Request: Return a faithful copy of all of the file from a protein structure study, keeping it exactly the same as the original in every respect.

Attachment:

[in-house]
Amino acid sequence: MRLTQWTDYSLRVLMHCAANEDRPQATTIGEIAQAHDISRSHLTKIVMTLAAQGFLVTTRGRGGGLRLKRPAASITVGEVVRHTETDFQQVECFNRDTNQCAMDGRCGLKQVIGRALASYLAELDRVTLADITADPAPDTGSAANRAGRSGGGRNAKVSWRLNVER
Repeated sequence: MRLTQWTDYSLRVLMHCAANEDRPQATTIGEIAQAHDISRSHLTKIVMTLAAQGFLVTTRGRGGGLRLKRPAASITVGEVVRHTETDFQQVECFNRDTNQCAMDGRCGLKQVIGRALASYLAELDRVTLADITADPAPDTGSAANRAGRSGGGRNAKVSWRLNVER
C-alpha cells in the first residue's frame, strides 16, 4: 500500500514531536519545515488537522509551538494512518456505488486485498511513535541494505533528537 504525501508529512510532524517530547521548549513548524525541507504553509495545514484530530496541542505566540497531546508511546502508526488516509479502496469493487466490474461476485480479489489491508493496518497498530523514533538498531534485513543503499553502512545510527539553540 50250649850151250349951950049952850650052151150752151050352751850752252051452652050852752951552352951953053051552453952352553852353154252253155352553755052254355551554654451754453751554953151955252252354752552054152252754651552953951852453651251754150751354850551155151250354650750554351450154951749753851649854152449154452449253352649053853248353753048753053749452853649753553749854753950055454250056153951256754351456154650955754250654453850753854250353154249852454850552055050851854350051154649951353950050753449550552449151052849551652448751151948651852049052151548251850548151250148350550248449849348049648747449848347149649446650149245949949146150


[in-house]
Amino acid sequence: MRLTQWTDYSLRVLMHCAANEDRPQATTIGEIAQAHDISRSHLTKIVMTLAAQGFLVTTRGRGGGLRLKRPAASITVGEVVRHTETDFQQVECFNRDTNQCAMDGRCGLKQVIGRALASYLAELDRVTLADITADPAPDTGSAANRAGRSGGGRNAKVSWRLNVER
Repeated sequence: MRLTQWTDYSLRVLMHCAANEDRPQATTIGEIAQAHDISRSHLTKIVMTLAAQGFLVTTRGRGGGLRLKRPAASITVGEVVRHTETDFQQVECFNRDTNQCAMDGRCGLKQVIGRALASYLAELDRVTLADITADPAPDTGSAANRAGRSGGGRNAKVSWRLNVER
C-alpha cells in the first residue's frame, strides 16, 4: 500500500514531536519545515488537522509551538494512518456505488486485498511513535541494505533528537 504525501508529512510532524517530547521548549513548524525541507504553509495545514484530530496541542505566540497531546508511546502508526488516509479502496469493487466490474461476485480479489489491508493496518497498530523514533538498531534485513543503499553502512545510527539553540 50250649850151250349951950049952850650052151150752151050352751850752252051452652050852752951552352951953053051552453952352553852353154252253155352553755052254355551554654451754453751554953151955252252354752552054152252754651552953951852453651251754150751354850551155151250354650750554351450154951749753851649854152449154452449253352649053853248353753048753053749452853649753553749854753950055454250056153951256754351456154650955754250654453850753854250353154249852454850552055050851854350051154649951353950050753449550552449151052849551652448751151948651852049052151548251850548151250148350550248449849348049648747449848347149649446650149245949949146150